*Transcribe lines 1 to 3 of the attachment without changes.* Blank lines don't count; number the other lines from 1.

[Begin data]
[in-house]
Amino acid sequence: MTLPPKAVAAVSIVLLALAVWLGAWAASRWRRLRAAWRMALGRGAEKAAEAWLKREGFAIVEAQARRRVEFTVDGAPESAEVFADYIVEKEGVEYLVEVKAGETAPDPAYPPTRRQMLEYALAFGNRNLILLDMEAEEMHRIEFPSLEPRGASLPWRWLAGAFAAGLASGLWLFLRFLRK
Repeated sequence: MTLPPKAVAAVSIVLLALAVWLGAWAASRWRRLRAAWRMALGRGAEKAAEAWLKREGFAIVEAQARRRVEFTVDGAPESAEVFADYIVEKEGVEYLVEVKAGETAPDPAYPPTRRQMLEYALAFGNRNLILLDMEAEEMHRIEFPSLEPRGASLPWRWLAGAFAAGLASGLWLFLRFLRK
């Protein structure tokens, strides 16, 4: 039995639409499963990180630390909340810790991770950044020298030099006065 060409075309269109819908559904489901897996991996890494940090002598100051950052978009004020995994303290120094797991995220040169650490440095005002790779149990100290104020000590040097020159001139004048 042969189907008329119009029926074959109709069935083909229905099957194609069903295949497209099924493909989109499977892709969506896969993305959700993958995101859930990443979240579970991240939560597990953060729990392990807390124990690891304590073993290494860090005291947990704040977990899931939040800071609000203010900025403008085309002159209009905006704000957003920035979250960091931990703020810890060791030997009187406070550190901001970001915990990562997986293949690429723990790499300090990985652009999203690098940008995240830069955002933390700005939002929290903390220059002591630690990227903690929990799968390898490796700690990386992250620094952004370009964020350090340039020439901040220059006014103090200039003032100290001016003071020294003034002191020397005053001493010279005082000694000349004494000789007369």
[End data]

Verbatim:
[in-house]
Amino acid sequence: MTLPPKAVAAVSIVLLALAVWLGAWAASRWRRLRAAWRMALGRGAEKAAEAWLKREGFAIVEAQARRRVEFTVDGAPESAEVFADYIVEKEGVEYLVEVKAGETAPDPAYPPTRRQMLEYALAFGNRNLILLDMEAEEMHRIEFPSLEPRGASLPWRWLAGAFAAGLASGLWLFLRFLRK
Repeated sequence: MTLPPKAVAAVSIVLLALAVWLGAWAASRWRRLRAAWRMALGRGAEKAAEAWLKREGFAIVEAQARRRVEFTVDGAPESAEVFADYIVEKEGVEYLVEVKAGETAPDPAYPPTRRQMLEYALAFGNRNLILLDMEAEEMHRIEFPSLEPRGASLPWRWLAGAFAAGLASGLWLFLRFLRK